I saw a small puppy that was wagging its tail, this morning, enjoying the moment with a humanoid woman and her small kid who were selling local vegetables on the side of the street I was walking on. A familiar face, a middle aged man comes near the group and sends the pup into a fit of cries and agony with a tight slap on its ear.

The same slap, had it been connected with the kid, the woman would have protested like a tigress with her abused cub, but the situation was not being taken so seriously. It was being thought as a playful act by everyone around him, but only the puppy knew the pain and agony.

They all laughed at it and continued along.

But never once did it occur, to any of those humans, that the emotion of pain, agony and even betrayal could have been of a greater concern, had the act of aggression been directed to something a little less furry. The reason for this notion to slip past each of those consciousnesses is that those humans never viewed dogs as something to be capable of succeeding them in a conscious self-aware battle of self-righteousness or even a little self-defensive argument, because they just can’t.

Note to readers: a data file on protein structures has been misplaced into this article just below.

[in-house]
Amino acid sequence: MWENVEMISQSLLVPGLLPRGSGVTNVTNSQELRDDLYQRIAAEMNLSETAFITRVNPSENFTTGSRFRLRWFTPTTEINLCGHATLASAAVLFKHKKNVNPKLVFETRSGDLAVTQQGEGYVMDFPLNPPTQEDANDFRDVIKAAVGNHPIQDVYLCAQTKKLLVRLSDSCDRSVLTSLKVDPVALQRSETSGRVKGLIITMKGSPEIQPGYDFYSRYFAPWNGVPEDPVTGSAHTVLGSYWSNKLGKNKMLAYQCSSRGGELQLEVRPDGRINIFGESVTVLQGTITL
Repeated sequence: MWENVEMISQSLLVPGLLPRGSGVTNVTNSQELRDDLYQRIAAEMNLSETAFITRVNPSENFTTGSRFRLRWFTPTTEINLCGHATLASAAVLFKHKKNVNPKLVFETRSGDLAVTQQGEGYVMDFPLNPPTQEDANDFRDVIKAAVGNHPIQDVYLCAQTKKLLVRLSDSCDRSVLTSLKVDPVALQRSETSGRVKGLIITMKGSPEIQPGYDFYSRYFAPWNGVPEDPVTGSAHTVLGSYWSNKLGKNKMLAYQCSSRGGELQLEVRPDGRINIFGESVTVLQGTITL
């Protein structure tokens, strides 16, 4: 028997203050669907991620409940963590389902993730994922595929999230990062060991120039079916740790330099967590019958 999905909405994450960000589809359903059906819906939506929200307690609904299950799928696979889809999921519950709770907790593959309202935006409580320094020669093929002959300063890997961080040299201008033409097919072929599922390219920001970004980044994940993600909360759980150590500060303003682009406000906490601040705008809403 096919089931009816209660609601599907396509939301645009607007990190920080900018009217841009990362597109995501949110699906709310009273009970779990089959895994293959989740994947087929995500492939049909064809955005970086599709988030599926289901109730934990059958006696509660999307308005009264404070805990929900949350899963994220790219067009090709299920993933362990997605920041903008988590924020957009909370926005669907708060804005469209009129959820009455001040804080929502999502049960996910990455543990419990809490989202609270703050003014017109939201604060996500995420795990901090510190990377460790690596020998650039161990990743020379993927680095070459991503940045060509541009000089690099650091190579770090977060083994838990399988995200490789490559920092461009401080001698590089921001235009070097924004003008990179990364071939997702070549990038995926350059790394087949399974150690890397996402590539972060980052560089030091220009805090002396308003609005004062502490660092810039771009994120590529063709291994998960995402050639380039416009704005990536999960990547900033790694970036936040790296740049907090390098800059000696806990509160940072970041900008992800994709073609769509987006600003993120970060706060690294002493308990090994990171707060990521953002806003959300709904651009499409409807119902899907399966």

Another reason is that, naturally, we don’t shed any thought, let alone tears, when we crush a life so lowly, that its existence is merely like dust to us. A dog will not shed a tear if its paw crushes an ant, or let’s say an endangered insect. And humans, even if they have the sole capacity to understand the role of each of the species in this whole ecosystem will not shed tears to cut their own brethren down when systems of values and beliefs are not alike. They simply don’t care. Each dog of the street recognizes this character of the humans more than the humans themselves. Though they hide those thoughts with their mute voices, their eyes give them away. They are hesitant to trust a generous hand, and are skeptical of most humane acts. But as is their nature, they will still be forgiving and trusting once again.

And then it all starts to rotate, this small cycle of get hit-cry-agonize-forgive.

As I leave the scene, seeing the playful pup with his tails wagging to every human near him, I see the female just hit him, playfully, on his other ear, and he is again crying in the same fit of pain, agony and now a small dose of natural anger.

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